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The core symbol in below diagram indicates that it is an iron core material but Iam not sure whether it is correct. I see the same representation in many other circuit schematics as well.

enter image description here

Below ref says "To prevent saturation, the differential mode inductor must be made with a core that has a low effective permeability (gapped ferrites or powder cores). The common mode inductor, however, can use a high permeability material and obtain a very high inductance on a relatively small core"

"For the most part, ferrites are the material of choice for common mode inductors"

Were all the diagrams just a loose non- rigorous representation? Or was there any meaning in that core representation?

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3 Answers 3

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Depends on the working frequency range, of course. But for almost all applications, MnZn (Manganese Zinc) ferrites are used.

Sometimes symbols look confusing, yes. If you see a single inductor with two or three parallel lines on top it's an iron-core choke. If you see two inductors sharing the same parallel lines it means these two inductors are wound around the same core. For CMCs and DMCs there are different symbols such as two inductors having a Z (CM) or 90-degree-U (DM) or a circle in between with phase dots, etc.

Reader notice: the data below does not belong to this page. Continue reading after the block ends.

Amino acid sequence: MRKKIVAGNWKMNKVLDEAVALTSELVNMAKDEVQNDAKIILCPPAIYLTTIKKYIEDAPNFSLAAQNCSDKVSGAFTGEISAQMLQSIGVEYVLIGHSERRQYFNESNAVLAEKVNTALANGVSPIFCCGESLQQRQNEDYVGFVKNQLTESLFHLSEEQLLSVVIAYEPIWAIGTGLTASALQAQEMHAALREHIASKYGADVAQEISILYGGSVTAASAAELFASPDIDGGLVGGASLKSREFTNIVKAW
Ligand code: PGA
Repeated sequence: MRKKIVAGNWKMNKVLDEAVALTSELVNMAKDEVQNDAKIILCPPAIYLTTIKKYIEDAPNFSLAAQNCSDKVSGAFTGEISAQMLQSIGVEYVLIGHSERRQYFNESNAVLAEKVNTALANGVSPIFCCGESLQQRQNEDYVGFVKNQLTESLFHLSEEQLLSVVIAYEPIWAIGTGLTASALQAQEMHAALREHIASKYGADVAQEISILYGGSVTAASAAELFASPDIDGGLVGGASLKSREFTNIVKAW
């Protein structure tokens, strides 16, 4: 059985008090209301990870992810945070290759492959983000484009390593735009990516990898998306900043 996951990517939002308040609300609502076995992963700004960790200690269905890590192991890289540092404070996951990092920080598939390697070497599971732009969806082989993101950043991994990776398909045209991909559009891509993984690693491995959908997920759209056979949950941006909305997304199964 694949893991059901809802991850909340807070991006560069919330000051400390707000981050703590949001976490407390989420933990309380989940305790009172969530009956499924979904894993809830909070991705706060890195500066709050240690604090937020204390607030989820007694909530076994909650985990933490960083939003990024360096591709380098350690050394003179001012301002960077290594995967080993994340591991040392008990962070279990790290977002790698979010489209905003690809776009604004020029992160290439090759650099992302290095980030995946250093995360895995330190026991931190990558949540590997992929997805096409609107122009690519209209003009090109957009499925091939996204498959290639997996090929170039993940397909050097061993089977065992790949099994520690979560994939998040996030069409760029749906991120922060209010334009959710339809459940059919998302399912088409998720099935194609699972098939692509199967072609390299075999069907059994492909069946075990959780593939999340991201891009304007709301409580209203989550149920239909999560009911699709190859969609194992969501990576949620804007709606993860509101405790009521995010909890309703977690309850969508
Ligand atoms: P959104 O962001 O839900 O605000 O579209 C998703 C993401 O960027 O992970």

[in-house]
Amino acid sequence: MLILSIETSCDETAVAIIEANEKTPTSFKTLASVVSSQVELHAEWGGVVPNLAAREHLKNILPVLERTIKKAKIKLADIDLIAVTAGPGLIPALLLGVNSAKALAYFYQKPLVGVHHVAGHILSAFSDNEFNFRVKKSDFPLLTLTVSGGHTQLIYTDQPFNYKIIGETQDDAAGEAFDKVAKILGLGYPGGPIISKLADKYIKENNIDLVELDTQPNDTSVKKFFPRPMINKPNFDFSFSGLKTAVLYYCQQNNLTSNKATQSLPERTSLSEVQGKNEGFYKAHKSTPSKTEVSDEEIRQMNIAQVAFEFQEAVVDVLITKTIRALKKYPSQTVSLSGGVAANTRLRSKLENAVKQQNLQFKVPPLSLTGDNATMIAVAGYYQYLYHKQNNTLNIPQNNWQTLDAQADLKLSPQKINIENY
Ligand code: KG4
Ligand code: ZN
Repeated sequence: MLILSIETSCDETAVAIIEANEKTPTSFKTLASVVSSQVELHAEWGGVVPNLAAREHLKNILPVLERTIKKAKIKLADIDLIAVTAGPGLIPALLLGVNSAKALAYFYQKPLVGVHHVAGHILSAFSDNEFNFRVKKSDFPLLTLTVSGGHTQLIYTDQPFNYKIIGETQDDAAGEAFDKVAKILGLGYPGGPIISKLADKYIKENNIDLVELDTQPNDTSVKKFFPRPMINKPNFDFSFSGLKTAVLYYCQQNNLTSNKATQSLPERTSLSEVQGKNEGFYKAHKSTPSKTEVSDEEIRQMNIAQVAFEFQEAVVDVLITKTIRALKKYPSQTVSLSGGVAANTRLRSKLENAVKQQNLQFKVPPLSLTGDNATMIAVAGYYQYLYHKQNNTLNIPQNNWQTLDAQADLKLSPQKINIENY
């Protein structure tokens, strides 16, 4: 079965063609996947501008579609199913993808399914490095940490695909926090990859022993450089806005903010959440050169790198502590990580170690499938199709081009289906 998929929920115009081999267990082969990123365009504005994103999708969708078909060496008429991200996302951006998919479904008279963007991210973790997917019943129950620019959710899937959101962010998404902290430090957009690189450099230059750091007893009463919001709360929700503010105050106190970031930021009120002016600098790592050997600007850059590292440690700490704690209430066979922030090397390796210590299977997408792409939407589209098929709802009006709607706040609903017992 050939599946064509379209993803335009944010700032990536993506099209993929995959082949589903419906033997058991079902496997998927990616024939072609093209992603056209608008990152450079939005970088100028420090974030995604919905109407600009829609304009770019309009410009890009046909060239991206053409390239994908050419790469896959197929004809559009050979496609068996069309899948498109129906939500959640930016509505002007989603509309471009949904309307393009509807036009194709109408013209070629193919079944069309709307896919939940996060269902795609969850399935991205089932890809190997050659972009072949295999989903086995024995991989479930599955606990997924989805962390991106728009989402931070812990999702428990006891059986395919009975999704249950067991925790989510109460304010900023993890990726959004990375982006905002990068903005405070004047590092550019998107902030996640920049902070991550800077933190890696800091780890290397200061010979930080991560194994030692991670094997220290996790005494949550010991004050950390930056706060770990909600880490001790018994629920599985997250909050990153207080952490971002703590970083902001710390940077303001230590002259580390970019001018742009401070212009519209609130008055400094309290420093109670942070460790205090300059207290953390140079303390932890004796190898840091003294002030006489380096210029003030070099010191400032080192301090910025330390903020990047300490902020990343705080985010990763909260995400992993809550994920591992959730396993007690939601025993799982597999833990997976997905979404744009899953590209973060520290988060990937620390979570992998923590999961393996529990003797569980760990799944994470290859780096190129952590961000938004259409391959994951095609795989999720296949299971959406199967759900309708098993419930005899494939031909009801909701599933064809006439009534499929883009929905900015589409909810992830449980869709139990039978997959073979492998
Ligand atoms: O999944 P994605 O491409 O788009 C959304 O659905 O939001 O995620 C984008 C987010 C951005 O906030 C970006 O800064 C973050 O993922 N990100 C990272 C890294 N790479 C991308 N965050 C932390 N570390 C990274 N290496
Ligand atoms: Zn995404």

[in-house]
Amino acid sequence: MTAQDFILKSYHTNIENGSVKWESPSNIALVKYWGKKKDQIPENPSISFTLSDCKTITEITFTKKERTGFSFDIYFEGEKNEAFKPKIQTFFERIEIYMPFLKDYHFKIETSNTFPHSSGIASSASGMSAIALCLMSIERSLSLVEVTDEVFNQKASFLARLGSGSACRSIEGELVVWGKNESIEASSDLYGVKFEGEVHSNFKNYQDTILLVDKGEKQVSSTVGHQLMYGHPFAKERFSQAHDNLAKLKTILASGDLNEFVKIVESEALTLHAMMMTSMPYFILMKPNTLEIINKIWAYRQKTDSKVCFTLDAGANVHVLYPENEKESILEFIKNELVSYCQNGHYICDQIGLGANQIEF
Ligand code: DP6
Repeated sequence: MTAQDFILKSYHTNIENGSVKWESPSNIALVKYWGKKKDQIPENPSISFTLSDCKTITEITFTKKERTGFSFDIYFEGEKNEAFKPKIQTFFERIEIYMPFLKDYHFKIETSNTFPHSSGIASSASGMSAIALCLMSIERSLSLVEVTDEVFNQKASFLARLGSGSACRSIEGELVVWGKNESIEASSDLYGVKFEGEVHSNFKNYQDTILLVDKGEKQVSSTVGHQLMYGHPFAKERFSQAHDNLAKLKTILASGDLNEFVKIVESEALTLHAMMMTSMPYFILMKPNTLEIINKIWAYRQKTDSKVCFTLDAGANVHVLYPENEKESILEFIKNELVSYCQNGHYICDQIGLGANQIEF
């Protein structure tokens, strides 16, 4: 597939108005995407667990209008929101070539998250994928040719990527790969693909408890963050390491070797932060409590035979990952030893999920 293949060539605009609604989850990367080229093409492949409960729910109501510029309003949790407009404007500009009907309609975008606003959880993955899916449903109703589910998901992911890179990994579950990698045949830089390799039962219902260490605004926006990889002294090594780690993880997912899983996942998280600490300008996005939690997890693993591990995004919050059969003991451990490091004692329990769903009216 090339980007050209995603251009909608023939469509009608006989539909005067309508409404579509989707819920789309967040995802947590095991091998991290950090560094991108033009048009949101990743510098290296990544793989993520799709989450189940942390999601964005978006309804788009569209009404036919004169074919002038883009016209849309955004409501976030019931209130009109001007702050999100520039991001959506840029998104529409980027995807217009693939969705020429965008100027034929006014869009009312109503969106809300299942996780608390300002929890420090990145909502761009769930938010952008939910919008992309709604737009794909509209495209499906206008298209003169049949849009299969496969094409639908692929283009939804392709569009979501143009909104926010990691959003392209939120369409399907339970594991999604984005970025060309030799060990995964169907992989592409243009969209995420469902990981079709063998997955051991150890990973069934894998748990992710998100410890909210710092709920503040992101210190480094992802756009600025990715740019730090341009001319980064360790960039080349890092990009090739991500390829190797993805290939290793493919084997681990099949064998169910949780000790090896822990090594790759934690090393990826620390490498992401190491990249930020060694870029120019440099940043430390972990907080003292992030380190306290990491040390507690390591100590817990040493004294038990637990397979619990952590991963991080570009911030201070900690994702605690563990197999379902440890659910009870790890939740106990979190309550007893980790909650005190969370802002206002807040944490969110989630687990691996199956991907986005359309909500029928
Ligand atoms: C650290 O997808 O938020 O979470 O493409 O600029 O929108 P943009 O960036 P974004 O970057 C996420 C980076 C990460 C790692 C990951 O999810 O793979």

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In the old days, transformers were just made with two materials for the core - air, and some type of magnetic material, iron being the most common back then.

So an air core transformer just used the coiled wire symbol, while the iron core transformer added the parallel lines to indicate the use of a magnetic material.

I don't think there was a standard as to how many parallel lines were used. Two or three seemed to be the most common.

The picture below is from the IEEE Standard 315 Reference Designators 1975:

enter image description here

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Material is as others have answered; as for construction, CMCs optimize maximum inductance at low current (since the common mode is supposed to be isolated, or "current compensated" as they're also called), and DM optimize energy storage (inductance at nominal current). The latter requires a low effective permeability, which is done in ferrite by adding an airgap (which averages out the high permeability of the bulk material), or "distributed airgap" materials like powdered iron (usually as a toroid, or molded around the winding).

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